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Freight-rail industry representatives last week called on the Federal Railroad Administration (FRA) to drop its proposed rule mandating two-person crews on freight trains.At an FRA hearing last week, the Association of American Railroads (AAR) and the American Short Line and Regional Railroad Association (ASLRRA) officials noted that the railroad industry is committed to safety; however, there is no evidence or data to support the theory that two-person train crews would improve the safety of railroad operations, railroad employees or the public."The proposed rule is a textbook example of unnecessary regulation. In fact, while perhaps well-intentioned, the proposed rule is actually misguided and will undermine the very goal of both the FRA and the freight rail industry — making a safe rail network even safer," said AAR President and Chief Executive Officer Edward Hamberger in a press release.Joining Hamberger at the hearing were Cindy Sanborn, executive vice president and chief operating officer at CSX; Robert Babcock, senior vice president of operations and development for the Indiana Rail Road Co.; David Brown, COO of Genesee & Wyoming Inc.; and John Graham, dean of the Indiana School of Public and Environmental Affairs and former administrator of the Office of Information and Regulatory Affairs.Hamberger also noted that in its notice of proposed rulemaking, the FRA acknowledged that it had no safety data to support its proposed rule calling for two-person train crews."We have said time and time again that the FRA should conduct a fact-based — not emotionally driven — data-gathering process," Hamberger said. "If a safety risk is identified, then rulemaking might be appropriate. But we are confident that an independent, objective analysis will conclude that no regulation is needed."ASLRRA President Linda Bauer Darr told FRA officials that the rule fails to consider the economic impact on small railroads. Of the 450 railroads that make up ASLRRA's membership, more than 100 operate with fewer than four operations employees on as little as 2 miles of track.Economic margins on many of those railroads are sometimes thin, she noted in a press release issued after her testimony."We are truly a small business industry and we do a lot of good work on a shoe string budget," said Darr. "This efficiency is the reason that many small railroads survive today. We operate efficiently and we operate safely. That's how we make our livelihood and that’s how we keep our people going home safely to their families each night."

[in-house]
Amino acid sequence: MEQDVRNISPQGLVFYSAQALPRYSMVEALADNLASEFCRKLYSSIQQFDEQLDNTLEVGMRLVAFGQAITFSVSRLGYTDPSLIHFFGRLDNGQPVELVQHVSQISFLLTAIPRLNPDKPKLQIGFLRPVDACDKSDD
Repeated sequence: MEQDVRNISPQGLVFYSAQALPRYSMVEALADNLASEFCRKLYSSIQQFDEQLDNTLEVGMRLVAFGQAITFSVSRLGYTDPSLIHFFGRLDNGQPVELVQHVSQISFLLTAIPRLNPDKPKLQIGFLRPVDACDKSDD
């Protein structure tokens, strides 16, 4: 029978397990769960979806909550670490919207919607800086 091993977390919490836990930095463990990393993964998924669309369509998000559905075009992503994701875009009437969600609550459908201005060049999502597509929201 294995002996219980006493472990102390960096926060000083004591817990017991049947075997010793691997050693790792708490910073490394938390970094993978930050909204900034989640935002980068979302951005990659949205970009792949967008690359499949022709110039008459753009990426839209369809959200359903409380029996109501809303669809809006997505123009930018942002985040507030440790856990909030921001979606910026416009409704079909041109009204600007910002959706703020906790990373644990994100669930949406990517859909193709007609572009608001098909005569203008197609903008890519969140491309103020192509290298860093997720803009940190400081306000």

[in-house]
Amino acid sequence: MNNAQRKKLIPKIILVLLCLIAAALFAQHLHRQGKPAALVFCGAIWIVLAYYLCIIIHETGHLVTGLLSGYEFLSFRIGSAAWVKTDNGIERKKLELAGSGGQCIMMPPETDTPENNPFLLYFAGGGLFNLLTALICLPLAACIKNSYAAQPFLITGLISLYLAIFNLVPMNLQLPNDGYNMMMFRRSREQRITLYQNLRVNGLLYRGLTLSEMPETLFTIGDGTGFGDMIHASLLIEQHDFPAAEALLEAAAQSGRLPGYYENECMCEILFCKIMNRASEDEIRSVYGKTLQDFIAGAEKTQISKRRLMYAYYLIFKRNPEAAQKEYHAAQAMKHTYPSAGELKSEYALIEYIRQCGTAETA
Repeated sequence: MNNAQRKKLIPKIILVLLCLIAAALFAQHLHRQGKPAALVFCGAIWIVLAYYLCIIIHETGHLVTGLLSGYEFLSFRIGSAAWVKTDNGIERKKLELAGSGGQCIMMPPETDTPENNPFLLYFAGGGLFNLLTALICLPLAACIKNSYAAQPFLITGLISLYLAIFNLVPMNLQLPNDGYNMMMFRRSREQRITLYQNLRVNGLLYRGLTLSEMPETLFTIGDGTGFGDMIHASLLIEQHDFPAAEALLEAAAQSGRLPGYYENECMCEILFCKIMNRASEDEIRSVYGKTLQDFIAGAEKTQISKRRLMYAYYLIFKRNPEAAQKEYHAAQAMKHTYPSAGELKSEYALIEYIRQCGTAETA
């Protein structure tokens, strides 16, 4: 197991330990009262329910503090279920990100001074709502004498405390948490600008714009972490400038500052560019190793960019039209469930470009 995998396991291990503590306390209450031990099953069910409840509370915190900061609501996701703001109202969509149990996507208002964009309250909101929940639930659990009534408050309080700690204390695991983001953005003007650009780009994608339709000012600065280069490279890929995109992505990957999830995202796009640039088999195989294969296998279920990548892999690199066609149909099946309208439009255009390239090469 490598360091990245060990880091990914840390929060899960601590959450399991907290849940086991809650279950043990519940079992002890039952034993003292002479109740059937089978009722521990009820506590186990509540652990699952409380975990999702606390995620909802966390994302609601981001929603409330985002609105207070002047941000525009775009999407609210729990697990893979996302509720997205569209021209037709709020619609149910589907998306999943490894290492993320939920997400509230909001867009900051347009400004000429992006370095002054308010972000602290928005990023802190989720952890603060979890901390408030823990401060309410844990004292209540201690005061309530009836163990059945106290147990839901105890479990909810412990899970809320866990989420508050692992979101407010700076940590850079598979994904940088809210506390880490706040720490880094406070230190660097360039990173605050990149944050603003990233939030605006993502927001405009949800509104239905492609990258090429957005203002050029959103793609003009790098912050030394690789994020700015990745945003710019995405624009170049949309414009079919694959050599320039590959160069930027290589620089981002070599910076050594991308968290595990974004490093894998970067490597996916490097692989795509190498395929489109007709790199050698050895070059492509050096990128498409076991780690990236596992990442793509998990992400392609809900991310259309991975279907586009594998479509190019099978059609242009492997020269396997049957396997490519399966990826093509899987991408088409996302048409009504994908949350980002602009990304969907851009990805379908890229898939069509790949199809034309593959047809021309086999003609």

Darr also noted the disparity between the direction of the rest of the transportation industry is taking toward technology-assisted operations to improve safety, such as driverless commercial vehicles and the positive train control mandate."Given this confused regulatory environment combined with the effects of the DOT's current and pending regulations, we are creating an enormous disincentive to make investments in small railroads as viable businesses," she said.
Transportation union representatives testified that they support the FRA's rule proposal.
"It's time to put to rest the absurd notion that operating a 19,000-ton freight train with a single crew member is safe," said Edward Wytkind, president of the Transportation Trades Department, AFL-CIO, in a press release. He was joined at the hearing by John Risch, national legislative director of the SMART Transportation Division."The American public understands that having massive freight trains travel through their communities operated by one-person crews is a safety menace that should be barred by our government," Wytkind said. "We need a strong rule from the FRA mandating a certified conductor and certified engineer on all freight trains, and we need it this year."Wytkind and Risch recommended the FRA strengthen the rule in its final form, as it "provides too much leeway for the railroads to evade the two-person mandate," stated the unions' press release.
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